Researcher says PatchGuard changes helped Microsoft

A security researcher says Microsoft has inappropriately relaxed restrictions in its PatchGuard kernel protection software

Microsoft has come under fire for quietly releasing a fix to its PatchGuard kernel protection software in order to improve the performance of its Virtual Server 2005 product.

PatchGuard is a much-touted security addition to Windows Vista that restricts access to the Windows kernel, making it harder for hackers to run nasty software such as rootkits. But it has also broken some legitimate software programs, leading to complaints from software vendors including Symantec Corp. and McAfee Inc.

Microsoft beefed up PatchGuard, which also ships with 64-bit versions of Windows XP and Server 2003, last July, according to Stephen Toulouse, senior product manager with Microsoft's security technology group. But one of the changes Microsoft introduced at that time harmed the operating system's ability to take advantage of Advanced Micro Devices (AMD) virtualization technology. As a result, Virtual Server 2005 couldn't work properly on AMD systems. In September, Microsoft published a "hotfix" patch that corrected the problem.

Microsoft has rolled the fix into the 64-bit version of Vista, but the only place it has notified users of the hotfix is on a Virtual Server 2005 documentation page, prompting one security researcher to cry foul, and say that Microsoft has violated its own policy on making exceptions to PatchGuard's kernel restrictions, to the benefit of its own product.

Microsoft has had to be careful about permitting changes to PatchGuard, as any changes it makes to the software could possibly become a new avenue of attack for hackers. Initially, the software giant said it would not make any exceptions to PatchGuard's restrictions, but in September, security vendors asked Microsoft for a way to get around PatchGuard, arguing PatchGuard would ultimately make their software less secure.

After a warning from the European Commission, Microsoft eventually pledged to create a set of APIs (application programming interfaces) that would give the security vendors access to the kernel-level computing resources they require. Those APIs are expected to be included in the first service pack for Windows Vista.

But according to researcher Ken Johnson, who has published a paper on the new PatchGuard features, Microsoft violated its own rules by releasing the hotfix. Johnson, a developer with Positive Networks Inc., has researched the paper on his own time and published it under his hacker alias, Skywing.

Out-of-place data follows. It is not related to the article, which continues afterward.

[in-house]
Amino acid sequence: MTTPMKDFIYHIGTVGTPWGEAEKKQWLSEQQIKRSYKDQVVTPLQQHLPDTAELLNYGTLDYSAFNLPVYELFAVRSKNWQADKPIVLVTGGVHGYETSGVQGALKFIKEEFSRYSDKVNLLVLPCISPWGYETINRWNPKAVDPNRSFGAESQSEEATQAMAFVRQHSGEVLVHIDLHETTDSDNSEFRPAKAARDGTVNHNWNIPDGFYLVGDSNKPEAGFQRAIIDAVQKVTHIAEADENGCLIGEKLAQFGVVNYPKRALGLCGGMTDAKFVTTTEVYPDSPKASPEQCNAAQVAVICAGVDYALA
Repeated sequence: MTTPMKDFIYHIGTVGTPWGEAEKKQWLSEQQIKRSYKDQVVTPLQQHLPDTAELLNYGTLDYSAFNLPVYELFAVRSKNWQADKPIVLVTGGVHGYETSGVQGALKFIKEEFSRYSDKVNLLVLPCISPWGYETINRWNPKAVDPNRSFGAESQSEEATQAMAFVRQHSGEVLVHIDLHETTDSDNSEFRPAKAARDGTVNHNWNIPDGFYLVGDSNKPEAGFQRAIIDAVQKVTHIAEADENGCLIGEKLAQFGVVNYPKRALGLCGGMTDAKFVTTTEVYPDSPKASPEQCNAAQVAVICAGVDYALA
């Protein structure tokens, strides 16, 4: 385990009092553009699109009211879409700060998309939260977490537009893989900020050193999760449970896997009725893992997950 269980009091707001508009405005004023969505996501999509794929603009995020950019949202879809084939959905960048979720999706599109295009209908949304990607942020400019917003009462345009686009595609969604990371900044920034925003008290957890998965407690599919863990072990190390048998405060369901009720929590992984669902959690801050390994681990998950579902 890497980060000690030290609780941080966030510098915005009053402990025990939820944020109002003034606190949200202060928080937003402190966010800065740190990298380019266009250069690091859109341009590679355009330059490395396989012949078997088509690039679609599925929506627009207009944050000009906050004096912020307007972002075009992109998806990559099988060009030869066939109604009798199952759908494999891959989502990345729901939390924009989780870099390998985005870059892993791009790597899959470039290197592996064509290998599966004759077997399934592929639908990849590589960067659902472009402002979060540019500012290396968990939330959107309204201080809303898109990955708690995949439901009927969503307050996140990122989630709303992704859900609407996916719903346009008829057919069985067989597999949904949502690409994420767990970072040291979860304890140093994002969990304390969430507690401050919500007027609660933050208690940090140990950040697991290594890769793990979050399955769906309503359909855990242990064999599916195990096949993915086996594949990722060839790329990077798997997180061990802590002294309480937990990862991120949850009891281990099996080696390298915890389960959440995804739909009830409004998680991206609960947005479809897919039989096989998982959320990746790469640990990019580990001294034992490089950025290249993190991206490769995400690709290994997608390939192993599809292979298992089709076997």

"Microsoft's policy on PatchGuard is that if a driver's functionality is being blocked by PatchGuard, and there is no way to achieve that functionality with PatchGuard in place, then that functionality will be unsupported on Windows," Johnson wrote in an e-mail interview.

Join the newsletter!

Or

Sign up to gain exclusive access to email subscriptions, event invitations, competitions, giveaways, and much more.

Membership is free, and your security and privacy remain protected. View our privacy policy before signing up.

Error: Please check your email address.
Keep up with the latest tech news, reviews and previews by subscribing to the Good Gear Guide newsletter.

Robert McMillan

IDG News Service
Show Comments

Brand Post

Most Popular Reviews

Latest Articles

Resources

PCW Evaluation Team

Luke Hill

MSI GT75 TITAN

I need power and lots of it. As a Front End Web developer anything less just won’t cut it which is why the MSI GT75 is an outstanding laptop for me. It’s a sleek and futuristic looking, high quality, beast that has a touch of sci-fi flare about it.

Emily Tyson

MSI GE63 Raider

If you’re looking to invest in your next work horse laptop for work or home use, you can’t go wrong with the MSI GE63.

Laura Johnston

MSI GS65 Stealth Thin

If you can afford the price tag, it is well worth the money. It out performs any other laptop I have tried for gaming, and the transportable design and incredible display also make it ideal for work.

Andrew Teoh

Brother MFC-L9570CDW Multifunction Printer

Touch screen visibility and operation was great and easy to navigate. Each menu and sub-menu was in an understandable order and category

Louise Coady

Brother MFC-L9570CDW Multifunction Printer

The printer was convenient, produced clear and vibrant images and was very easy to use

Edwina Hargreaves

WD My Cloud Home

I would recommend this device for families and small businesses who want one safe place to store all their important digital content and a way to easily share it with friends, family, business partners, or customers.

Featured Content

Product Launch Showcase

Don’t have an account? Sign up here

Don't have an account? Sign up now

Forgot password?